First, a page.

Staring Spells: When It's More Than Daydreaming

Black and white photo of little girl staring out a window

Your child’s mind is such a busy place with everything she’s learning every day, and her imagination is growing as fast as she is. No wonder some kids “space out” and stare into space from time to time.

Though most staring spells are perfectly normal, sometimes they can signal an absence seizure. Once known as petit-mal (“little sickness”) seizures, absence seizures most commonly affect children between ages 4 and 14, but older kids and even adults can occasionally have them. They are caused by a temporary spark of abnormal electrical activity in the brain.

During the seizure, the child will stop what she’s doing and stare ahead. She may stay still during the event, or make chewing or smacking noises with her mouth. Her eyelids may flutter, and she may not respond to others speaking to her. Then, about 15 seconds later, as suddenly as it came on, the seizure is over and she’s back to normal.

Absence seizures are not dangerous, but frequent recurrences can affect your child’s ability to learn and concentrate.

Absence Seizures: What Parents Should Know

So how do you tell the difference between normal zoning out or daydreaming, and this subtle form of epilepsy? It’s not easy: Absence seizures are hard to detect, and many children have them for years without anyone noticing.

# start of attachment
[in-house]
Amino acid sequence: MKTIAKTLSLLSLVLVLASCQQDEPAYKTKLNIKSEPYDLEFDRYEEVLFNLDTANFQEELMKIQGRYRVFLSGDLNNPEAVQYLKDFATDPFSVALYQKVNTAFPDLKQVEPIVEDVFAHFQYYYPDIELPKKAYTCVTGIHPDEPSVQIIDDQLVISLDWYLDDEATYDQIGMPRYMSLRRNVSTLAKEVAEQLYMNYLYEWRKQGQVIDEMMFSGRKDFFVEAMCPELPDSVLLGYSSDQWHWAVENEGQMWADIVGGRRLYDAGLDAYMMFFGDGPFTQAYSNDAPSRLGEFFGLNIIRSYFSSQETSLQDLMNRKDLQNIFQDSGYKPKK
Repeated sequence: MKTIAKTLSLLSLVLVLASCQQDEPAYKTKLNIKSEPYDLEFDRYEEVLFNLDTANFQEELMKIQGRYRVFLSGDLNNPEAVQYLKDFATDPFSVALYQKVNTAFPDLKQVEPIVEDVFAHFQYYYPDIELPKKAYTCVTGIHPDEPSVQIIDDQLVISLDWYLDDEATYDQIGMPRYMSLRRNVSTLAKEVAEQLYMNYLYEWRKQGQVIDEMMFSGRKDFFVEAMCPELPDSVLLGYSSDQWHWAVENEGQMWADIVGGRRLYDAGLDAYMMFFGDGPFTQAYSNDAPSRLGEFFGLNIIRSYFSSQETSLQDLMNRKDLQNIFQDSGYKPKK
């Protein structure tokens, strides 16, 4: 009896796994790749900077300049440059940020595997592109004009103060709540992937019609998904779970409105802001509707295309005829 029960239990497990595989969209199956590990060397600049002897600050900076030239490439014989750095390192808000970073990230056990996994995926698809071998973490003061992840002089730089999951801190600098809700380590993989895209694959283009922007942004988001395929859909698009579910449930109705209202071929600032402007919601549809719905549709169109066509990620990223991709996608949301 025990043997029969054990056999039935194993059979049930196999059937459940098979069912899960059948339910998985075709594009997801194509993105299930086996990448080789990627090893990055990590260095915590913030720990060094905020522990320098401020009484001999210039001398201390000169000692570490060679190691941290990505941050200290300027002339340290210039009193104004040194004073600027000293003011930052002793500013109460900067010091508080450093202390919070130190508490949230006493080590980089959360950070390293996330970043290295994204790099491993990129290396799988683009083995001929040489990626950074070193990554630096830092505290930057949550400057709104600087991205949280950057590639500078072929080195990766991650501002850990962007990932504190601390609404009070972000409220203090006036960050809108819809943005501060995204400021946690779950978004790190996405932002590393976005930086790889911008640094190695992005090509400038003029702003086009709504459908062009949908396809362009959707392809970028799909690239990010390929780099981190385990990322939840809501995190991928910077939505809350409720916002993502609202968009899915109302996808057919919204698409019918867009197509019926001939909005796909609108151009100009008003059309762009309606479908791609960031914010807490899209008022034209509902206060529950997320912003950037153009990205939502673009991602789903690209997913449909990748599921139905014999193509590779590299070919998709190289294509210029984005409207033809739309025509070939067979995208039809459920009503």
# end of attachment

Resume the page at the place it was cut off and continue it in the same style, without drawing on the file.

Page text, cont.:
Carl Stafstrom, M.D., is the Lederer Endowed Chair of Pediatric Epilepsy at Johns Hopkins. He says, “If, during a staring spell, your child does not respond when you snap your fingers or call her name, it may be appropriate to see your pediatrician, who can evaluate the child and refer to a pediatric neurologist.”

The pediatric neurologist can administer an EEG to test electrical activity in the child’s brain. If this (painless) test shows an irregularity, the neurologist may recommend treatment, which usually consists of anti-seizure medicine.

“Absence seizures are very mild, yet they warrant treatment for the child’s safety and to support academic achievement,” Stafstrom says. “Ethosuximide is a drug that is used specifically for absence seizures, and it works well.”

Lifestyle Changes Can Help

Lifestyle changes can help reduce the frequency of seizures. It is especially important for the child to get plenty of sleep. A healthy diet and regular exercise are very important for brain health as well. Keep an eye out for more “spells” when your child is tired or stressed.

Stafstrom notes that many children outgrow absence seizures on their own. So chances are, even if your child’s staring spells do turn out to be absence seizures, she is likely to leave them behind with no lasting problems.

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